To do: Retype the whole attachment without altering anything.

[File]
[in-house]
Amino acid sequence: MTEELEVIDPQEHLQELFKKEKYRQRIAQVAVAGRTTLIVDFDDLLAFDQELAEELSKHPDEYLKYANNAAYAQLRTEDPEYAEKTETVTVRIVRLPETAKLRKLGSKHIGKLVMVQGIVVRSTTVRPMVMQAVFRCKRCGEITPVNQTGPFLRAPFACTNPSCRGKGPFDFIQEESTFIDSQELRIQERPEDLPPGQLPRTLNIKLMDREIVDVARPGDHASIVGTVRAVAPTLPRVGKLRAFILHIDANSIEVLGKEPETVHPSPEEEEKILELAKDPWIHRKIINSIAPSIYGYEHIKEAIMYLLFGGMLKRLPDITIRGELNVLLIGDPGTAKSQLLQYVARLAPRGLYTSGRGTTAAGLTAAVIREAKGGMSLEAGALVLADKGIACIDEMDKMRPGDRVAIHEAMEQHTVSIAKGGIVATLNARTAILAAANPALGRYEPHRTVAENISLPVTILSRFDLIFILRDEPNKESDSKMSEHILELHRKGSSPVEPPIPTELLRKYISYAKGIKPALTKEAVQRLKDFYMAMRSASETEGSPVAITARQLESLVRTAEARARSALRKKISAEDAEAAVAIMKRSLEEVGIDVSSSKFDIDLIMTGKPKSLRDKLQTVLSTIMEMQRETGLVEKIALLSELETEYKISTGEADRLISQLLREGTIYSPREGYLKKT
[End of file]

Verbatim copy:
[in-house]
Amino acid sequence: MTEELEVIDPQEHLQELFKKEKYRQRIAQVAVAGRTTLIVDFDDLLAFDQELAEELSKHPDEYLKYANNAAYAQLRTEDPEYAEKTETVTVRIVRLPETAKLRKLGSKHIGKLVMVQGIVVRSTTVRPMVMQAVFRCKRCGEITPVNQTGPFLRAPFACTNPSCRGKGPFDFIQEESTFIDSQELRIQERPEDLPPGQLPRTLNIKLMDREIVDVARPGDHASIVGTVRAVAPTLPRVGKLRAFILHIDANSIEVLGKEPETVHPSPEEEEKILELAKDPWIHRKIINSIAPSIYGYEHIKEAIMYLLFGGMLKRLPDITIRGELNVLLIGDPGTAKSQLLQYVARLAPRGLYTSGRGTTAAGLTAAVIREAKGGMSLEAGALVLADKGIACIDEMDKMRPGDRVAIHEAMEQHTVSIAKGGIVATLNARTAILAAANPALGRYEPHRTVAENISLPVTILSRFDLIFILRDEPNKESDSKMSEHILELHRKGSSPVEPPIPTELLRKYISYAKGIKPALTKEAVQRLKDFYMAMRSASETEGSPVAITARQLESLVRTAEARARSALRKKISAEDAEAAVAIMKRSLEEVGIDVSSSKFDIDLIMTGKPKSLRDKLQTVLSTIMEMQRETGLVEKIALLSELETEYKISTGEADRLISQLLREGTIYSPREGYLKKT